Afterward, the Mayfields’ startup landed a spot in the Velocity Accelerator program, sponsored by the Birmingham business incubator Innovation Depot in January 2018. The program gives startups the workspace, resources, mentors and networking opportunities to grow their businesses.
“It was a great experience,” he says. “It gave us some visibility that helped us build some additional relationships that were meaningful.”
Wyndy also captured $100,000 from the Velocity Fund in 2018. They then closed a $1 million seed round at the end of July 2018. The seed fund allowed them to grow their team, Mayfield says. They also moved into a larger office space at Innovation Depot.
Today, they have 10 full-time employees and one part-time employee. Mayfield says they are planning another round of fundraising for some time in the next year.
To recruit sitters, Wyndy has purposefully targeted cities like Birmingham, Tuscaloosa, Nashville and Chattanooga that support college and university communities, Gann says, listing schools like Samford, Birmingham-Southern College, the University of Alabama at Birmingham and Vanderbilt University as examples.
“It’s really about finding the sweet spot between a residential area, families with the right demographic and household income combined with the support and love for the school that’s in their area,” she says.
The marketing team’s strategy, says Gann, includes setting up informational tables and passing out t-shirts on campuses, as well as partnering with sororities and other campus organizations. They also use paid social media to target prospects.
“We also have campus ambassadors who are our eyes and ears on campus,” she says. “They hang up posters for us and recruit their friends.”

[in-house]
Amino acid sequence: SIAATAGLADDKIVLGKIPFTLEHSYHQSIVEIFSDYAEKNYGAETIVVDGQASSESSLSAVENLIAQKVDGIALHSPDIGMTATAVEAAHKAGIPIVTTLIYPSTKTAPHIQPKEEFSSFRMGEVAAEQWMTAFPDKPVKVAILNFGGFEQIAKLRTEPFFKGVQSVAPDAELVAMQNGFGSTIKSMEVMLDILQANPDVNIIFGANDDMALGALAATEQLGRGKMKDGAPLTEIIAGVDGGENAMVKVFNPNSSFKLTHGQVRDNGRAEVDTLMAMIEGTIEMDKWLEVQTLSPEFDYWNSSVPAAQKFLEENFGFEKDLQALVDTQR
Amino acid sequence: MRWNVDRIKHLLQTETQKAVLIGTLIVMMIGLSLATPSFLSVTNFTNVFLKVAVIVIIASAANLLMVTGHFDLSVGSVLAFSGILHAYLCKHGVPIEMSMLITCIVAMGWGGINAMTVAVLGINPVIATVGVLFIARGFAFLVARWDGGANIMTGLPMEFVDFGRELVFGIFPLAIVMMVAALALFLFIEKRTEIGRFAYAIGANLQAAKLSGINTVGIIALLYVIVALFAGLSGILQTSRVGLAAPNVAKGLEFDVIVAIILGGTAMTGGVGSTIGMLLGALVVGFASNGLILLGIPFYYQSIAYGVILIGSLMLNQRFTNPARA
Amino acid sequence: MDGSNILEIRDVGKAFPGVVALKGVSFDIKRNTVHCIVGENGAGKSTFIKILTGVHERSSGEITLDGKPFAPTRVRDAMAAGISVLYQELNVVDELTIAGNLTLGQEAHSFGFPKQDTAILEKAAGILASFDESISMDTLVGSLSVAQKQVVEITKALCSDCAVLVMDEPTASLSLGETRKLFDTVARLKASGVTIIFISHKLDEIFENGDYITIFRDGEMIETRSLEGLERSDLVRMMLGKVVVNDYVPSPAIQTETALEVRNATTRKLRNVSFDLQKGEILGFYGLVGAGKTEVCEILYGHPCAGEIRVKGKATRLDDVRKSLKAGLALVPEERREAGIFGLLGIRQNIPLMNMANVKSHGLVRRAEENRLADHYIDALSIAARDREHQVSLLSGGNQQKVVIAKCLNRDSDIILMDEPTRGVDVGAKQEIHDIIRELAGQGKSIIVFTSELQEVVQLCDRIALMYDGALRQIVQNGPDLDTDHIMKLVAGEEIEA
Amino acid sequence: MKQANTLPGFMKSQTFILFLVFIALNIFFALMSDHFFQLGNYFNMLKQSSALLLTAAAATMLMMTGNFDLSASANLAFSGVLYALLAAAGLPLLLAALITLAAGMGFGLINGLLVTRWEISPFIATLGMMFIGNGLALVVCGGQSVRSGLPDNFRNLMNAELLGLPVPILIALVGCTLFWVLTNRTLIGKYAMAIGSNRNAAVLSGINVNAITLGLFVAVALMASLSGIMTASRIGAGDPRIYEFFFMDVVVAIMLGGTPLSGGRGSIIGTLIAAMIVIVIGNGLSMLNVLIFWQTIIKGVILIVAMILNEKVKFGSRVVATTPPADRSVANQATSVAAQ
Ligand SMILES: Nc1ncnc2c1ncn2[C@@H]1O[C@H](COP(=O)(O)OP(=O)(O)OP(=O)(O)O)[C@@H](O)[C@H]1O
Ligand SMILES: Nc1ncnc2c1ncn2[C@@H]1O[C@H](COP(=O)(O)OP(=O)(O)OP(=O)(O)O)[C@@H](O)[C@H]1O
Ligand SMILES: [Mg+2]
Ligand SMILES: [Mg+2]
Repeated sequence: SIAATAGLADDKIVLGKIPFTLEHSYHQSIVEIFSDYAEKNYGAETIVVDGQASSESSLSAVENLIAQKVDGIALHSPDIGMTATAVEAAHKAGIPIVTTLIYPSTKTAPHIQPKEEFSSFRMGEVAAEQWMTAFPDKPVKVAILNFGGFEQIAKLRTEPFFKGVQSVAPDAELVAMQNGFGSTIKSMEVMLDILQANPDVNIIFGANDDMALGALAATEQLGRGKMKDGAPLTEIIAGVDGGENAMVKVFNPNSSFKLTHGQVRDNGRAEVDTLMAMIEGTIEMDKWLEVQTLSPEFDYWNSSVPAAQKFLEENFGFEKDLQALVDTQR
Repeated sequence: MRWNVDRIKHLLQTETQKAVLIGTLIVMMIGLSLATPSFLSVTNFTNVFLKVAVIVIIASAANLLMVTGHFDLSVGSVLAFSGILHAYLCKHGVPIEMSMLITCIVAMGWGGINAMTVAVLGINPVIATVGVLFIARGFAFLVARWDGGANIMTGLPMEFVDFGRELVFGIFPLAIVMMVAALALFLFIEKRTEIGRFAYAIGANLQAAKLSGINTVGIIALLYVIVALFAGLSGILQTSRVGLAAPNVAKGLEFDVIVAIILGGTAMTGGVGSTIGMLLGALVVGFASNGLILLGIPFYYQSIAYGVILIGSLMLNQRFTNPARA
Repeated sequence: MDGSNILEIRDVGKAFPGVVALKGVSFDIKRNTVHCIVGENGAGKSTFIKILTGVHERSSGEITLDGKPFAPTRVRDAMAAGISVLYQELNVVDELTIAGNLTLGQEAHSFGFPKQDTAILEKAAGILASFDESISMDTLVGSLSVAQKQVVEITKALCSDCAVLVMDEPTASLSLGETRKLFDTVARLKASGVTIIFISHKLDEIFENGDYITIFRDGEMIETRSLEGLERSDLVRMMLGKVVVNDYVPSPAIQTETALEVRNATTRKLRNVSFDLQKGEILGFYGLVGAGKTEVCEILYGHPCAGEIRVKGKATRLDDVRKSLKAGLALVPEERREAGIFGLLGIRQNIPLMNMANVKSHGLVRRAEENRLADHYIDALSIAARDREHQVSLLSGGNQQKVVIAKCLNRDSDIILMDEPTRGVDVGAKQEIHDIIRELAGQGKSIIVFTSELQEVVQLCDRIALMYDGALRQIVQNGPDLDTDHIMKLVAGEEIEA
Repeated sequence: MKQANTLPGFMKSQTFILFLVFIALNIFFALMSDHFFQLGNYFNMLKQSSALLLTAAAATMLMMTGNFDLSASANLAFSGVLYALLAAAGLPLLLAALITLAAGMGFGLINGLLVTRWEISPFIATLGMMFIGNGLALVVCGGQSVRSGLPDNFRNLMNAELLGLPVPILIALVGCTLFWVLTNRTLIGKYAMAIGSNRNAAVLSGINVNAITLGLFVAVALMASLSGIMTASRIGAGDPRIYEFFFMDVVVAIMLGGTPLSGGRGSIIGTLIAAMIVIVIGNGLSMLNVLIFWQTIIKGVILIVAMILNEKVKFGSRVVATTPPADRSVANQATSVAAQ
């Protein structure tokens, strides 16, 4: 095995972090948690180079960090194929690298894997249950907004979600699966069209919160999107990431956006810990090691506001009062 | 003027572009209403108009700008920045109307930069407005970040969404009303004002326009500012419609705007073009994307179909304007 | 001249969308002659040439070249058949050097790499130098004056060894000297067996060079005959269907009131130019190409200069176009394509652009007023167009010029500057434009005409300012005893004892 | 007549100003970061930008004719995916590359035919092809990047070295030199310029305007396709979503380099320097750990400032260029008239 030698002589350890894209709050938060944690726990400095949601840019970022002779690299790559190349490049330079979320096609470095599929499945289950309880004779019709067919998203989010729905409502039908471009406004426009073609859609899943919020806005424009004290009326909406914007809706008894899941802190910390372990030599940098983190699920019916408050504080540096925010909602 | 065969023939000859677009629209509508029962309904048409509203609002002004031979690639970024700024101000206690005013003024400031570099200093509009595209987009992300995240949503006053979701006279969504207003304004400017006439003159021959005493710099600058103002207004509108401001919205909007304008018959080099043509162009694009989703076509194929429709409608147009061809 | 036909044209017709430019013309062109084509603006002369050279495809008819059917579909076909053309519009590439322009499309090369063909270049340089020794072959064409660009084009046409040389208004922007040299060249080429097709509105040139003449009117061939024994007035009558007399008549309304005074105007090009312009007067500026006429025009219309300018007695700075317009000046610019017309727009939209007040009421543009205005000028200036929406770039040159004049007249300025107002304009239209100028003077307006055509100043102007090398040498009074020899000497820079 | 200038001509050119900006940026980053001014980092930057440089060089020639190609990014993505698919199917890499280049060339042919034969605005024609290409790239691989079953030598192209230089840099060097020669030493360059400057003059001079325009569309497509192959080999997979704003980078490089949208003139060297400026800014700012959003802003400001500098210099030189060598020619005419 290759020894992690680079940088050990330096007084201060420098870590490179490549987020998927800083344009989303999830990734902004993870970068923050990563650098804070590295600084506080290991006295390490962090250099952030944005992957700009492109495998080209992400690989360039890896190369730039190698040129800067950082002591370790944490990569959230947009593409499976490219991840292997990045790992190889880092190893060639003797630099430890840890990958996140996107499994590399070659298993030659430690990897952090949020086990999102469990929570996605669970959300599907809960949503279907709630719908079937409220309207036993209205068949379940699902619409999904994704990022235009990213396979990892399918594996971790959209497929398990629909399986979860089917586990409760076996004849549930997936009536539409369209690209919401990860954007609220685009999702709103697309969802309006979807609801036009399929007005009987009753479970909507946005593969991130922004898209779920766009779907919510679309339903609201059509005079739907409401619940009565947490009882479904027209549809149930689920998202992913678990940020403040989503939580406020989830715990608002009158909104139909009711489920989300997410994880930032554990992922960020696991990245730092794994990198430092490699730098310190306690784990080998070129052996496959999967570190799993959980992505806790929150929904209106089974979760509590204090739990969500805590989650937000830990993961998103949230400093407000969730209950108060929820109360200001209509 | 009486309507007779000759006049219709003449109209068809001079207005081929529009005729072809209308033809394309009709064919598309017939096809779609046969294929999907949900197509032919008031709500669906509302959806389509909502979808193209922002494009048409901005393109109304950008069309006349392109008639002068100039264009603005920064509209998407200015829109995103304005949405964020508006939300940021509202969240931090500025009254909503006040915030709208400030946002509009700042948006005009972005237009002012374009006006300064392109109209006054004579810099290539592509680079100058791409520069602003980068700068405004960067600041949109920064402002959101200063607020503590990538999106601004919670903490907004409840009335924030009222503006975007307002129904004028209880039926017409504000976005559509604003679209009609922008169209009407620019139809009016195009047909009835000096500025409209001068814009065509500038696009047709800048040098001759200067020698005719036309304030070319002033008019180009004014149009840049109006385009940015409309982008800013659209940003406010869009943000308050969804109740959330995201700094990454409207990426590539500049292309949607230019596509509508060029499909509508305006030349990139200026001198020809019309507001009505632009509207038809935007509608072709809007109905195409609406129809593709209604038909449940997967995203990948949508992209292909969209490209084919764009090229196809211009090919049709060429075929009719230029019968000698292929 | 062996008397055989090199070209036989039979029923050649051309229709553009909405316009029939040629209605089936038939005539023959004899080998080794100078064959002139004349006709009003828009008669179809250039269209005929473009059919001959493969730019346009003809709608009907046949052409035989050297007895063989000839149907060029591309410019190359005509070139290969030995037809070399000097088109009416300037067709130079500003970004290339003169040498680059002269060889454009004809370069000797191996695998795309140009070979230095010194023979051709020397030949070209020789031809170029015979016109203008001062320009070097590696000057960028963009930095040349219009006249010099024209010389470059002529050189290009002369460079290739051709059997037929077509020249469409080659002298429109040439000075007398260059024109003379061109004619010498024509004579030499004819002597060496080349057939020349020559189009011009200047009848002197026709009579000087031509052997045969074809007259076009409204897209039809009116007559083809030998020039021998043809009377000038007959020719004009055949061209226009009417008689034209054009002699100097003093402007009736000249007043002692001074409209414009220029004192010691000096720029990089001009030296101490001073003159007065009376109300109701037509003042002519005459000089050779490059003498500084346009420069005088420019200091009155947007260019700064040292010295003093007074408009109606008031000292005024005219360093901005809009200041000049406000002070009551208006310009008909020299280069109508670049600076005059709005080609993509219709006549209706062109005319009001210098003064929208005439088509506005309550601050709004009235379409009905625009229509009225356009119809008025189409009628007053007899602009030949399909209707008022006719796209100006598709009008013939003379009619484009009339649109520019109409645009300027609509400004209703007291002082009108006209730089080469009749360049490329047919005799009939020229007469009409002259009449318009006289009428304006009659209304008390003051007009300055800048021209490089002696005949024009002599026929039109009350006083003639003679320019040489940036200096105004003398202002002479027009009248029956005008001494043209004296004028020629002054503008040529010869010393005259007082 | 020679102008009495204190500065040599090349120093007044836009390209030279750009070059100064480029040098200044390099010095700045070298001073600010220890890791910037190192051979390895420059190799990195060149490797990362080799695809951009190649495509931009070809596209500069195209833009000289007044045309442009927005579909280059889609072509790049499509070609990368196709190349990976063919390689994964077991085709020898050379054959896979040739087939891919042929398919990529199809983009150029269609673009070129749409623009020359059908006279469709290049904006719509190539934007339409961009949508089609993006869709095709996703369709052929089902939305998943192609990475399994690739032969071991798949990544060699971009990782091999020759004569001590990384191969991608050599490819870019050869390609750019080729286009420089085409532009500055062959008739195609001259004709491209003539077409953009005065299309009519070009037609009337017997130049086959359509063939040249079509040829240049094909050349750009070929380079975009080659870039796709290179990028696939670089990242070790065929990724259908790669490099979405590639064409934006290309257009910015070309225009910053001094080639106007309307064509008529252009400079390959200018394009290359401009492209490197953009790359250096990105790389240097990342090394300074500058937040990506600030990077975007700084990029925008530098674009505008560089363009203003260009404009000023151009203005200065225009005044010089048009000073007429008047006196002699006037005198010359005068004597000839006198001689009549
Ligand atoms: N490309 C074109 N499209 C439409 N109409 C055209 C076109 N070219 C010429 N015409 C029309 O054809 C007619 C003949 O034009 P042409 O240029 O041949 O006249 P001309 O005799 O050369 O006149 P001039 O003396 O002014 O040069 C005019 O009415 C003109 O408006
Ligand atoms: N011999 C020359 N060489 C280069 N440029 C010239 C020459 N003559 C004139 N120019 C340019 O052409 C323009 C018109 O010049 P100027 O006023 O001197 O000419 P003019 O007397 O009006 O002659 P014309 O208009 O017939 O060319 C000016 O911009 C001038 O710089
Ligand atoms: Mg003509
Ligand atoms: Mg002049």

Designing for App Success
“Because these are proven, well-supported technologies,” says Lormor, “we can ‘stand on the shoulders of giants’ and focus on delivering a fantastic user experience and building interesting features instead of the infrastructure needed to keep things running smoothly.”
Today, Lormor says he and his team are focusing on how to refine the process of creating and sending job offers to potential sitters.
“We’re constantly looking for ways to streamline our core interactions to make the task of finding babysitters as easy as grabbing a ride on Lyft or buying a book on Amazon.”
As Wyndy continues to enhance the app, the company also is looking to expand to new markets as well.
“Our long-term vision is for Wyndy to be available in 50 to 100 markets in the next several years,” Mayfield says. “So, we have an aggressive growth strategy.”
Gail Short and Art Meripol are freelance contributors to Business Alabama. Both are based in Birmingham.